kick upstairs


  • WordNet 3.6
    • v kick upstairs give a promotion to or assign to a higher position "John was kicked upstairs when a replacement was hired","Women tend not to advance in the major law firms","I got promoted after many years of hard work"
    • ***


In literature:

There's a kick in every one of those Chicago sketches in your portfolio upstairs.
"Fanny Herself" by Edna Ferber
You want me to kick you upstairs, eh?
"Great Catherine" by George Bernard Shaw
They were made upon the very same last as those which Celia had just kicked off upstairs.
"At the Villa Rose" by A. E. W. Mason
While I was trying to make up my mind what would be my best approach, she jumped down, flew upstairs and, I gathered, kicked up a holy row.
"Red Masquerade" by Louis Joseph Vance
The child was laying on its fat little naked back, kicking its feet at me, when the father came upstairs.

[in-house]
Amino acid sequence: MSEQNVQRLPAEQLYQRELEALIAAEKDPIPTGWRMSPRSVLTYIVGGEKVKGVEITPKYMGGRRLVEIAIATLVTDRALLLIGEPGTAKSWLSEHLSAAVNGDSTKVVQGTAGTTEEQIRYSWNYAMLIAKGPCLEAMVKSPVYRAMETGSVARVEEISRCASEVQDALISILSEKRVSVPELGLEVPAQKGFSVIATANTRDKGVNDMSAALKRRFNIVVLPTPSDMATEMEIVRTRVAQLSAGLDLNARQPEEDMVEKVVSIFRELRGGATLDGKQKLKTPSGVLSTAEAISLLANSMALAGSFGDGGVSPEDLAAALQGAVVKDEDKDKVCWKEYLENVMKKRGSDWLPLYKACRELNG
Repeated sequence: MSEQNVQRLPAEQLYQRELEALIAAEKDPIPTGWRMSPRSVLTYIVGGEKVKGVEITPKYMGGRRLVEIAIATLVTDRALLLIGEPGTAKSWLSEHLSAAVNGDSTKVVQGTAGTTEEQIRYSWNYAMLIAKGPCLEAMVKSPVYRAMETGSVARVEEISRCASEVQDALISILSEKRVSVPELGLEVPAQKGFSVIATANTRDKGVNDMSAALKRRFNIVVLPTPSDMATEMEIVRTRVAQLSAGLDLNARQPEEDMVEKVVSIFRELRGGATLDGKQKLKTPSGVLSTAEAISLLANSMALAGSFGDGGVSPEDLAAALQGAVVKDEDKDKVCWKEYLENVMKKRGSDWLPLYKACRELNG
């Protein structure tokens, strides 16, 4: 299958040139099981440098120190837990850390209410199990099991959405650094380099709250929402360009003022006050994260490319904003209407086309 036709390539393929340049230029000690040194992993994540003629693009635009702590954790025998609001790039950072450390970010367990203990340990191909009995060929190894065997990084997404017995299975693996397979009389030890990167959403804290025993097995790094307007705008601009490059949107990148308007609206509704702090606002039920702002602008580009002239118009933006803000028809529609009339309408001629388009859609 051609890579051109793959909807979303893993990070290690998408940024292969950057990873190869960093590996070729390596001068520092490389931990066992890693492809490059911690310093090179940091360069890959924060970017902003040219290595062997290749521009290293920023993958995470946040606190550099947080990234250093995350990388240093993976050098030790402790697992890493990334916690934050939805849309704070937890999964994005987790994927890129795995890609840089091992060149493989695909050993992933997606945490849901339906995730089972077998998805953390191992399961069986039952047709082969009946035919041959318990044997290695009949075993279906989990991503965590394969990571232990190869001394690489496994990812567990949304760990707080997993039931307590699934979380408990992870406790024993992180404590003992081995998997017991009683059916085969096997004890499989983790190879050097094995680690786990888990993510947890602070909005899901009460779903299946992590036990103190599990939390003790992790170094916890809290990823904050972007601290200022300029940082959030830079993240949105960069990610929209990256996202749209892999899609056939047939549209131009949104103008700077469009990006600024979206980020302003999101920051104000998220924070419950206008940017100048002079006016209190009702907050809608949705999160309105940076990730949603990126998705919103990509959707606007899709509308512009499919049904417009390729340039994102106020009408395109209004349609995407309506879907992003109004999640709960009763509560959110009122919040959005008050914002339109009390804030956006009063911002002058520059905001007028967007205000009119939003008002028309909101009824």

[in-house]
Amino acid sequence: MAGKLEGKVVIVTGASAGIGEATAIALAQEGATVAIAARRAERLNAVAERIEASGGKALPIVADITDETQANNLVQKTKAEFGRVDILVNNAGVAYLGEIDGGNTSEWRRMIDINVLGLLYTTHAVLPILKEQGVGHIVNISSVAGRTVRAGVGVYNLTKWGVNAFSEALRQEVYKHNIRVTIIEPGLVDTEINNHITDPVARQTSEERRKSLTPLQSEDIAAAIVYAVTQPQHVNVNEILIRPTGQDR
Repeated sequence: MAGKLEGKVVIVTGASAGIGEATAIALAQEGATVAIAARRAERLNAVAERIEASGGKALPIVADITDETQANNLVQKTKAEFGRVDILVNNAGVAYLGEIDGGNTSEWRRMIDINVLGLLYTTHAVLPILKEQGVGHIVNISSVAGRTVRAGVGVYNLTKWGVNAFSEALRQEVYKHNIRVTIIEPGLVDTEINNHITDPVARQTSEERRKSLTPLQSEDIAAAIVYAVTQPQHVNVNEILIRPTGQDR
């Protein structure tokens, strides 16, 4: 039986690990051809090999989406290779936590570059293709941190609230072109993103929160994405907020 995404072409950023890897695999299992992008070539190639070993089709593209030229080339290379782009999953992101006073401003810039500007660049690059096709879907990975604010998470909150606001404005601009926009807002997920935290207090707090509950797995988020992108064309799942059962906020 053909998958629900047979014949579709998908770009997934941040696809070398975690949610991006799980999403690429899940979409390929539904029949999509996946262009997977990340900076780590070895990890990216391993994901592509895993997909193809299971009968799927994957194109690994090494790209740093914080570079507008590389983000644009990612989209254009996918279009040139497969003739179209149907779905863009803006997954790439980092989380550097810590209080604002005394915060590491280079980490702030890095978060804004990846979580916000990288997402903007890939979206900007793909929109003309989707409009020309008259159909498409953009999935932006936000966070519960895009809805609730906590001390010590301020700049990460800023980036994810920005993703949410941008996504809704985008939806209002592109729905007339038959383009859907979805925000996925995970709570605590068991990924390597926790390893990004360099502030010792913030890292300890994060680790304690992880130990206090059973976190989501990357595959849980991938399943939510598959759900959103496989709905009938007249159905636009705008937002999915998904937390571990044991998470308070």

"The Blue Wall" by Richard Washburn Child
Dinah was, however, called down, and with much resistance conveyed the young lady crying and kicking upstairs.
"Forgotten Tales of Long Ago" by E. V. Lucas
It was a new version of the old story of being kicked upstairs.
"The Spoils of Poynton" by Henry James
Page wondered as he went upstairs whether Frank had kicked down the secret door to the chimney.
"Frank Merriwell's Return to Yale" by Burt L. Standish
I remember stopping to kick the breath out of him, and then hurrying upstairs to my room and hers.
"Charlotte Brontë" by T. Wemyss Reid
What kickings and neighings and prancings there were going upstairs on these occasions.
"Diana Tempest, Volume I (of 3)" by Mary Cholmondeley

In news:

Yes, you read that right, the case was kicked upstairs to Judge Stearns.
I just got kicked upstairs so now it's all my fault, whatever 'it' is.
CORAL GABLES, FL — Upstairs ( ) kicked off 2011 with deals that bring the talents of four editors to its team.